How much of Anthony Powell, and his work, now endures?

A26ebb6e-d4f7-11e7-939b-cd6b722b9d7e4A. N. Wilson at the TLS:

One of the jokes underlying The Canterbury Tales is that, while each of the miscellaneous pilgrims, in all their distinctiveness, comes before us with unforgettable clarity, the narrator himself, who first encounters them in the Tabard Inn at Southwark, is everlastingly shadowy, and when he attempts to tell a tale of his own, the innkeeper, Harry Bailey, rejects his effort with the words “Thy drasty ryming is not worth a turd”. Something comparable is going on in Anthony Powell’s A Dance to the Music of Time, a roman-fleuve which could not be further from autobiography, if that word is taken to mean self-revelation. Widmerpool, the thrusting bore who blunderingly exercises power over so many of the other characters; Mr Deacon, the unfashionable artist who seems like a wounded throwback to the 1890s; Mrs Erdleigh, the mystic fortune teller so many of whose prophecies come true; Gwatkin the Welsh bank manager, who fantasizes about being a great military leader: all live in our heads as clearly as do the Wife of Bath or Chaucer’s Miller. We learn the bare minimum, however, about Nick Jenkins, Powell’s narrator, beyond the outward sequence of his life, which, to judge from the author’s subsequent memoir To Keep the Ball Rolling (1976), appears to have been all but identical to Powell’s own trajectory – Eton, a spell as a publisher interrupted by dull war service, and then a jobbing life, reviewing books and writing the fiction in which he is the least defined character. A biographer of Powell might be expected to winkle out the secret life of the man, to make “Nick Jenkins”/Anthony Powell less opaque to us.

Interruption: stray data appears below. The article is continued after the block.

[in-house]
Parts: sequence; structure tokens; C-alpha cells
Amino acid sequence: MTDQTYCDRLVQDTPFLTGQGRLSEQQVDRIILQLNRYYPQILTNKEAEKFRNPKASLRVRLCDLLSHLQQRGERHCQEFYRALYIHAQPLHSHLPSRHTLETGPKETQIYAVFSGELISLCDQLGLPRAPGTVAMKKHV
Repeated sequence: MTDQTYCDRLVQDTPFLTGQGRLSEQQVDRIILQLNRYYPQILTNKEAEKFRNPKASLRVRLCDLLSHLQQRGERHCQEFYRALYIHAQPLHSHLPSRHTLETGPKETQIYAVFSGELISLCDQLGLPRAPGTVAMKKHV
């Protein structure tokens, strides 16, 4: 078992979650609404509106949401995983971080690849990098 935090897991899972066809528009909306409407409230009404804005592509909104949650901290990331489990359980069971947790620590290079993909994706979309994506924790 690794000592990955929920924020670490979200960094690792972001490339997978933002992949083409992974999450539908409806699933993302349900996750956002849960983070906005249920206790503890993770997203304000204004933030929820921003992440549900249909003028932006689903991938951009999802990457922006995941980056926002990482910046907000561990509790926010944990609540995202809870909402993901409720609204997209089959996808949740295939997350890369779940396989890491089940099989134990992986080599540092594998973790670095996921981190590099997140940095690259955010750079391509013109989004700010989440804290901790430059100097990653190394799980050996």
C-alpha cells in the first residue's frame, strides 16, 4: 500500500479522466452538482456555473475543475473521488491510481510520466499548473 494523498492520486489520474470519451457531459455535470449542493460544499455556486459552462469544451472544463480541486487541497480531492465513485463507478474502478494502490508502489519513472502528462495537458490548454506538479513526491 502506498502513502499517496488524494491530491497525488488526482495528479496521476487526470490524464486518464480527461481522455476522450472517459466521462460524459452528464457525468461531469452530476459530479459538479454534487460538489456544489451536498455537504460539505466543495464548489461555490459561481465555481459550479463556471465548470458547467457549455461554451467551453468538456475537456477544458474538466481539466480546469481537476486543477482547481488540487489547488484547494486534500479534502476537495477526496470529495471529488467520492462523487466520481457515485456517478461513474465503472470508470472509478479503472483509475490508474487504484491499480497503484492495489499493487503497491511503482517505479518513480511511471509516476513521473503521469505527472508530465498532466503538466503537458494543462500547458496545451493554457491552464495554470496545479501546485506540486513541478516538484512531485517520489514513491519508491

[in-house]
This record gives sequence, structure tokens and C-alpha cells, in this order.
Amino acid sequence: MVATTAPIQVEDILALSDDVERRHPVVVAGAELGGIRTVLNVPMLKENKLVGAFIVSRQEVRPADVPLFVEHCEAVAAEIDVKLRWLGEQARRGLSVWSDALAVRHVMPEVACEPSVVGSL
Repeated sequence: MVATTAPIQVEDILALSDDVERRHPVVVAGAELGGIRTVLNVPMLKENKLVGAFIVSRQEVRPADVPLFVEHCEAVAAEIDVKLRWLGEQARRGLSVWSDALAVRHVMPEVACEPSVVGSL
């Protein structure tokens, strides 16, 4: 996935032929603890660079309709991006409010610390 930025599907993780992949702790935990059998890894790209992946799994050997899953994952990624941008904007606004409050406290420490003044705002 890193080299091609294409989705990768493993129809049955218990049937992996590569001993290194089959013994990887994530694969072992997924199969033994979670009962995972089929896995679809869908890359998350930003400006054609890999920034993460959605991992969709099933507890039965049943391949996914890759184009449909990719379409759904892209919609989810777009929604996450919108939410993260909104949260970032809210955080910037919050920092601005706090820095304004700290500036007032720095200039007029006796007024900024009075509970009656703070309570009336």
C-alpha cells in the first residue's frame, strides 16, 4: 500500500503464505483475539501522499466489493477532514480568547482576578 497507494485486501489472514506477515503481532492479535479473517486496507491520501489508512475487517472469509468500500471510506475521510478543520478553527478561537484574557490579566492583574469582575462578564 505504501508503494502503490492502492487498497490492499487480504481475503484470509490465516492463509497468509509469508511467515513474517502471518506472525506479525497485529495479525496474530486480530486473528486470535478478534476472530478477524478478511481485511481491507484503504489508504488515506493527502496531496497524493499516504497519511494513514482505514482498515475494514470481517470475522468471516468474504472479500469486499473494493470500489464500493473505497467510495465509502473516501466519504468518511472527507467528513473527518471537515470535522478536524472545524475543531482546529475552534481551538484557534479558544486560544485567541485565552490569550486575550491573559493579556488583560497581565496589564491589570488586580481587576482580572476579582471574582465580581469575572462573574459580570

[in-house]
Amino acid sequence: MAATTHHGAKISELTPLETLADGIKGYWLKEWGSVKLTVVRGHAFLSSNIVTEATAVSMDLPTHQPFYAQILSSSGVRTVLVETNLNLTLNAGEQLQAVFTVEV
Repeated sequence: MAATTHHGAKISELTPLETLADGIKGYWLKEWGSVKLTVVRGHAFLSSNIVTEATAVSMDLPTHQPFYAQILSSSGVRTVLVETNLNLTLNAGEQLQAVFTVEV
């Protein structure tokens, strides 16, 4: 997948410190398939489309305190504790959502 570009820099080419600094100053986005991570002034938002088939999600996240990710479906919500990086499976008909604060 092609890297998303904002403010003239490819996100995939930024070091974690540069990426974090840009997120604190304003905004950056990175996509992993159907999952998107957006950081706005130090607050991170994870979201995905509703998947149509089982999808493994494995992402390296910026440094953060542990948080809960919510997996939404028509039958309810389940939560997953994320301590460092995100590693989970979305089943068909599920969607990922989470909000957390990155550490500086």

more here.